Among Africa’s most well-known antelope, the waterbuck is always near the top of the spotting list. The aptly named common waterbuck is the best known of two species. The other is the defassa waterbuck, mostly seen in the Serengeti and Masai Mara region.
The common waterbuck bears a “Concerned” status attached by the International Union for Conservation of Nature. It is nonetheless a wonderful and regular sight on safaris in southern Africa. Let’s find out more about this pretty beast.
What is a Common Waterbuck?
Kobus ellipsiprymnus – that’s the scientific name – is an antelope found largely in southern Africa. It bears a distinctive white circle on its rear. They are usually seen around water sources, in open grassland and on floodplains.
Waterbucks are brown, some with a grey tint, with white markings around the eyes and nose. There is also a white collar section prominent on the front of the neck. Males have long, ringed horns.
Male and Female Common Waterbuck Comparisons
The common waterbuck is a sexually dimorphic species – in effect: males are typically bigger than females. A full-grown male can weigh as much as 270 kg (600 lbs), while a large female comes in at 240 kg (530 lbs).
Males are also taller, standing around 130 cm (50”) at the shoulder. Females are slightly shorter. They are typically around 10-15 cm (5”) shorter on average.
The beautiful horns of a male waterbuck can be as long as 100 cm (40”).
Is the Common Waterbuck a Deer?
In basic terms, deer antlers are branched “headgear” that shed every year, while antelope horns do not branch and are permanent.
Common waterbuck have horns, and they are therefore antelope, not deer. In some antelope, females also have horns, though theirs are smaller. Female common waterbuck, however, do not have horns.
Social Behaviour of the Common Waterbuck?
Common waterbuck are social animals. They live in herds or groups of up to 12. Male antelope are dominant over a certain territory, and their herd consists of females, young bachelors and calves.
The herds are constantly changing, as individuals can join or leave at any time, provided there aren’t other males looking to dominate the territory.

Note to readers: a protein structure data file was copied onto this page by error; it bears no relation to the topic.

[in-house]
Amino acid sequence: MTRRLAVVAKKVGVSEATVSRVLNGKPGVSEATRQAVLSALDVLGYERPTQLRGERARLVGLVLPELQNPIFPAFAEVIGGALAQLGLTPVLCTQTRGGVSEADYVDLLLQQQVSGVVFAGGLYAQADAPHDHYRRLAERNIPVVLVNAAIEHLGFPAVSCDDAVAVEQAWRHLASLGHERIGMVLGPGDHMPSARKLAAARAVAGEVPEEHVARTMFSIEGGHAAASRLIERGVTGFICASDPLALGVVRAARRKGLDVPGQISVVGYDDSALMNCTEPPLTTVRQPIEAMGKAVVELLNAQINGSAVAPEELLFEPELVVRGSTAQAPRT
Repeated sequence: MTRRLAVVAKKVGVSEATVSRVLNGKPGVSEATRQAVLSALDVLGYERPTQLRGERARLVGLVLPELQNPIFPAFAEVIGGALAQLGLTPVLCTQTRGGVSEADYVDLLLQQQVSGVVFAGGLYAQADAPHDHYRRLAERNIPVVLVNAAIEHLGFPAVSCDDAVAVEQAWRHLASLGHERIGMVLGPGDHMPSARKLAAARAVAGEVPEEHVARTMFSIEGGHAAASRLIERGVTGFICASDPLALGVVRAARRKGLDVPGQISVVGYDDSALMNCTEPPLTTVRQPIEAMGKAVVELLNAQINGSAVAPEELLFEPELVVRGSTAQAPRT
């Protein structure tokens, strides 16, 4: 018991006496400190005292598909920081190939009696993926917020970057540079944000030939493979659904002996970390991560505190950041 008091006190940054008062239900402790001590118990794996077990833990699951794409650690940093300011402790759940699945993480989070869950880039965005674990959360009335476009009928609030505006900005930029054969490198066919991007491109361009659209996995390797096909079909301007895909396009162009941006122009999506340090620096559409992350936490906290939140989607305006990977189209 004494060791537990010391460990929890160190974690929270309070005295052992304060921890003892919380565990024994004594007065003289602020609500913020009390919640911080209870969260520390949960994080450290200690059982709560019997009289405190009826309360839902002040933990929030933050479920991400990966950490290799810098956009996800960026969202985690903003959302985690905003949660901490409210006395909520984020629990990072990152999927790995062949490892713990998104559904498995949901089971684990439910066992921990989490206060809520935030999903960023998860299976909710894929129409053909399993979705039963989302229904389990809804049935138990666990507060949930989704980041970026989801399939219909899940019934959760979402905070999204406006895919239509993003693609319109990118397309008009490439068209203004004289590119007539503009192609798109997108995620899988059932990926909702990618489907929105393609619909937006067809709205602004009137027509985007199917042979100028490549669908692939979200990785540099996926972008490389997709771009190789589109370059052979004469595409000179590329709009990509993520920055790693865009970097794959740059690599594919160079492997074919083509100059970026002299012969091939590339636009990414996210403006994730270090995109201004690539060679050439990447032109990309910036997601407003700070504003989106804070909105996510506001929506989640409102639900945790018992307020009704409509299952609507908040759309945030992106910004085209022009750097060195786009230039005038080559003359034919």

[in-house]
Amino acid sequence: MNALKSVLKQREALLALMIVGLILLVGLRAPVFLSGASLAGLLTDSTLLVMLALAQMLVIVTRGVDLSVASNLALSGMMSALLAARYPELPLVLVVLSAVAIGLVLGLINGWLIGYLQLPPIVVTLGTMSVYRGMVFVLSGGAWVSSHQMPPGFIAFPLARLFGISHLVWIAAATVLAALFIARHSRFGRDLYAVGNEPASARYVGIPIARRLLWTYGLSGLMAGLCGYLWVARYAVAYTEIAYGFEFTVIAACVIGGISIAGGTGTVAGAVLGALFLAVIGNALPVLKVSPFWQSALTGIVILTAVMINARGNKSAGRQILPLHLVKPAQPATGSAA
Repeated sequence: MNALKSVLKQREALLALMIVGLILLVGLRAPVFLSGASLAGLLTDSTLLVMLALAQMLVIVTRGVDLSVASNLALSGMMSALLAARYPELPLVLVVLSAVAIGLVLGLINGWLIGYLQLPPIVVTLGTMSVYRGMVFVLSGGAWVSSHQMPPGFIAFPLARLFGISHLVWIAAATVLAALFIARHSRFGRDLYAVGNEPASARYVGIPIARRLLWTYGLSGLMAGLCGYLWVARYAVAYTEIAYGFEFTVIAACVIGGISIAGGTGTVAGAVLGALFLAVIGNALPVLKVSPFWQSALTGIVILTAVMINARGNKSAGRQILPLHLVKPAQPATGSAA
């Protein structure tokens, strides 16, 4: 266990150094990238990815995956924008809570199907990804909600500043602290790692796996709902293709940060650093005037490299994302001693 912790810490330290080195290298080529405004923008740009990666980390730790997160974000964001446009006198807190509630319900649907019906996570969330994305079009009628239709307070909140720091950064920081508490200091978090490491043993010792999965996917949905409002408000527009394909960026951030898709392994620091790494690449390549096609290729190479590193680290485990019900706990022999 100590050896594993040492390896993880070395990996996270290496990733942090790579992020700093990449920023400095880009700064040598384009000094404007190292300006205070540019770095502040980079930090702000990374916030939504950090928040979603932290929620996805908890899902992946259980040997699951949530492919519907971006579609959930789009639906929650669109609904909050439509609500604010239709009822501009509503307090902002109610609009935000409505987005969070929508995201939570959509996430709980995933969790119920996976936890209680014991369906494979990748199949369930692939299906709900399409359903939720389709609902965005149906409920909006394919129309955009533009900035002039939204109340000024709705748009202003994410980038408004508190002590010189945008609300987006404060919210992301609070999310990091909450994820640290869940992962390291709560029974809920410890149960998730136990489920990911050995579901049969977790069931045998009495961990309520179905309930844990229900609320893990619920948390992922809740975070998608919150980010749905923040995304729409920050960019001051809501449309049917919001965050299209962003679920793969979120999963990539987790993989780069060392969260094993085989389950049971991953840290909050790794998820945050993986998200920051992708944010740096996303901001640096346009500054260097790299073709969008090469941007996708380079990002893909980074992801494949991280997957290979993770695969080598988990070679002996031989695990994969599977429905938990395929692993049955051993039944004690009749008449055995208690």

These other breeding males stay apart from the herd. They will also stay out of the area in general. When bachelors congregate in groups, they will also vie for dominance in that group.
When a bachelor threatens the territory of a herd leader, the dominant male will posture aggressively and even start a fight if necessary. These fights can be fatal, as the waterbuck uses its long, strong horns in combat.
The presence of a breeding-age bachelor doesn’t always result in a fight, though. If he is simply moving through a territory, a young male may act submissive. The dominant waterbuck will accept this – for a while.
Common Waterbuck Speed
Waterbuck are much thicker than impala and most other antelope. In fact, they are physically more comparable to a lechwe or puku. If chased, they can reach up to 50 km/h (31 mph).
This isn’t among the fastest African antelope. For comparison, Tsessebe – the fastest antelope – is recorded hitting 90 km/h (56 mph). And the popular impala registers at 80 km/h (50 mph).
South Africa’s own springbok (the animal, not the rugby player) slips in there at 88 km/h (55 mph).
Who are the Common Waterbuck’s Predators?
How Does the Common Waterbuck Escape Predators?
That said, waterbuck are not totally helpless against those predators. When a predator is not a water-borne creature, the waterbuck will happily take to the water to escape its enemy.
Otherwise, they look to hang around in the thick brush, hiding from unwanted attention, and avoiding the need to run out on the open ground.
Some local wisdom dictates that waterbuck meat tastes bad, and some predators avoid them. Science is unclear on whether or not this is true. The animal does secrete an unpleasant-smelling odour from its sweat glands. At the very least, humans have reported the taste of waterbuck meat to be unpleasant.
What Does the Common Waterbuck Antelope Eat?
Favourite food includes long grass, and they are happy to munch on rough vegetation. They may also eat some fruit and seeds, and seem to share a love of marula with elephants.
Most importantly, waterbuck will never be far from water for drinking. The juicy water plants make for great eating as well.
Gestation of the Common Waterbuck
A female waterbuck gestates for up to eight months, and gives birth to a single calf. When she is ready to deliver, the waterbuck will typically separate from the herd and find a well-hidden spot to give birth.
She will stay here with the newborn calf for about a month before rejoining the herd. Mothers are fiercely protective of their calves.
Common Waterbuck Lifespan
After joining a herd with their mothers, calves wean for around eight months. They then join a sub-herd of their peers (age-wise).
Typically, a waterbuck will live up to 18 years in the wild. In general, 12-15 years is a good life for a wild waterbuck. Some records show that this can extend to almost 30 years in protected captivity.
More Weird Waterbuck Animal Facts
Here are a few more random waterbuck facts:
- The ring around their bottoms helps a group stay together, especially when a herd is in flight.
- A young male may get a free pass from a dominant male, if it helps with protecting the dominant’s territory.
- When an alpha male is showing dominance, it will either stand front-on, showing its neck and horns, or sideways, showing its size.
- They are great swimmers, even if they don’t do it regularly.
The Future of the Common Waterbuck Antelope
And that’s the story of a common waterbuck in Africa. With all of that said, there’s nothing that can compare to seeing them in the wild, along with the other animals mentioned here. Why not go on an African safari yourself and see them in person?